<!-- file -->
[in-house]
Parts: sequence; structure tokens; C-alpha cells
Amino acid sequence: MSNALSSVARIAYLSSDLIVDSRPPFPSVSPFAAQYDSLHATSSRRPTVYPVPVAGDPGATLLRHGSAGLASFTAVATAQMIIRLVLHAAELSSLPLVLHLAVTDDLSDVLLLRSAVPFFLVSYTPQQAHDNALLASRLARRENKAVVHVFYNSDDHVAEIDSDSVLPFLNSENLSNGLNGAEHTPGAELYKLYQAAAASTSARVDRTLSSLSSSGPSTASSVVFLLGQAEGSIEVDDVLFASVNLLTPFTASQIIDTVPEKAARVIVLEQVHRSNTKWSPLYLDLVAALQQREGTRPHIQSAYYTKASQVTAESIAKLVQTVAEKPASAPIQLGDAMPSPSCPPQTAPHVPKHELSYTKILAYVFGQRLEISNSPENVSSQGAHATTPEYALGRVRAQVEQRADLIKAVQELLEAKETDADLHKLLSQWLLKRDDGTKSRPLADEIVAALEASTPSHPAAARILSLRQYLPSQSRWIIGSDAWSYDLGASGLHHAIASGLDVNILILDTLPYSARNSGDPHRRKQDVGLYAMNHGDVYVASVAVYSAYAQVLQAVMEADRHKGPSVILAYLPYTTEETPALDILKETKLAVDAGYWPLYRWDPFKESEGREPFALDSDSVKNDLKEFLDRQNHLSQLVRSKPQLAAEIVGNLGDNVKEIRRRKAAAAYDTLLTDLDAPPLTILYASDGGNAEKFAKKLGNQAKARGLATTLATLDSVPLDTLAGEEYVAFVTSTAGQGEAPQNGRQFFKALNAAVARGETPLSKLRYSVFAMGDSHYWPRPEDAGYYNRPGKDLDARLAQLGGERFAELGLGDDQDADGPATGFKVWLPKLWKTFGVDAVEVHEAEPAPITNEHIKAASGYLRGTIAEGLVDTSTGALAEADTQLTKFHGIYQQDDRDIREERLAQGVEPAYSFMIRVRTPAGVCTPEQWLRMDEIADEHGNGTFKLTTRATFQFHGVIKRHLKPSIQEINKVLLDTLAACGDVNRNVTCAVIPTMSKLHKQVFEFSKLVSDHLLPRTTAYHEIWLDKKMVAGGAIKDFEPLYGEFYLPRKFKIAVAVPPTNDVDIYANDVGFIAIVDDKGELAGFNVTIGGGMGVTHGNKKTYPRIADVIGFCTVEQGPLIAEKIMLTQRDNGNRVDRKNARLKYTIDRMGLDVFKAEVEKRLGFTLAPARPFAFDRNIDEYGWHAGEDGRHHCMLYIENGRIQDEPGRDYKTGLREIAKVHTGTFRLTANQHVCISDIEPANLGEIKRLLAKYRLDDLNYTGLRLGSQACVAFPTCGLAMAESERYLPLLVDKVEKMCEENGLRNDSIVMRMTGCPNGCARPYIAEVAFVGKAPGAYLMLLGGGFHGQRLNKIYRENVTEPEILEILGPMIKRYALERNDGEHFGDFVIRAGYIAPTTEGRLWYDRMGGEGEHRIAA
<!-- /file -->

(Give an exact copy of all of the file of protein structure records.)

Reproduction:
[in-house]
Parts: sequence; structure tokens; C-alpha cells
Amino acid sequence: MSNALSSVARIAYLSSDLIVDSRPPFPSVSPFAAQYDSLHATSSRRPTVYPVPVAGDPGATLLRHGSAGLASFTAVATAQMIIRLVLHAAELSSLPLVLHLAVTDDLSDVLLLRSAVPFFLVSYTPQQAHDNALLASRLARRENKAVVHVFYNSDDHVAEIDSDSVLPFLNSENLSNGLNGAEHTPGAELYKLYQAAAASTSARVDRTLSSLSSSGPSTASSVVFLLGQAEGSIEVDDVLFASVNLLTPFTASQIIDTVPEKAARVIVLEQVHRSNTKWSPLYLDLVAALQQREGTRPHIQSAYYTKASQVTAESIAKLVQTVAEKPASAPIQLGDAMPSPSCPPQTAPHVPKHELSYTKILAYVFGQRLEISNSPENVSSQGAHATTPEYALGRVRAQVEQRADLIKAVQELLEAKETDADLHKLLSQWLLKRDDGTKSRPLADEIVAALEASTPSHPAAARILSLRQYLPSQSRWIIGSDAWSYDLGASGLHHAIASGLDVNILILDTLPYSARNSGDPHRRKQDVGLYAMNHGDVYVASVAVYSAYAQVLQAVMEADRHKGPSVILAYLPYTTEETPALDILKETKLAVDAGYWPLYRWDPFKESEGREPFALDSDSVKNDLKEFLDRQNHLSQLVRSKPQLAAEIVGNLGDNVKEIRRRKAAAAYDTLLTDLDAPPLTILYASDGGNAEKFAKKLGNQAKARGLATTLATLDSVPLDTLAGEEYVAFVTSTAGQGEAPQNGRQFFKALNAAVARGETPLSKLRYSVFAMGDSHYWPRPEDAGYYNRPGKDLDARLAQLGGERFAELGLGDDQDADGPATGFKVWLPKLWKTFGVDAVEVHEAEPAPITNEHIKAASGYLRGTIAEGLVDTSTGALAEADTQLTKFHGIYQQDDRDIREERLAQGVEPAYSFMIRVRTPAGVCTPEQWLRMDEIADEHGNGTFKLTTRATFQFHGVIKRHLKPSIQEINKVLLDTLAACGDVNRNVTCAVIPTMSKLHKQVFEFSKLVSDHLLPRTTAYHEIWLDKKMVAGGAIKDFEPLYGEFYLPRKFKIAVAVPPTNDVDIYANDVGFIAIVDDKGELAGFNVTIGGGMGVTHGNKKTYPRIADVIGFCTVEQGPLIAEKIMLTQRDNGNRVDRKNARLKYTIDRMGLDVFKAEVEKRLGFTLAPARPFAFDRNIDEYGWHAGEDGRHHCMLYIENGRIQDEPGRDYKTGLREIAKVHTGTFRLTANQHVCISDIEPANLGEIKRLLAKYRLDDLNYTGLRLGSQACVAFPTCGLAMAESERYLPLLVDKVEKMCEENGLRNDSIVMRMTGCPNGCARPYIAEVAFVGKAPGAYLMLLGGGFHGQRLNKIYRENVTEPEILEILGPMIKRYALERNDGEHFGDFVIRAGYIAPTTEGRLWYDRMGGEGEHRIAA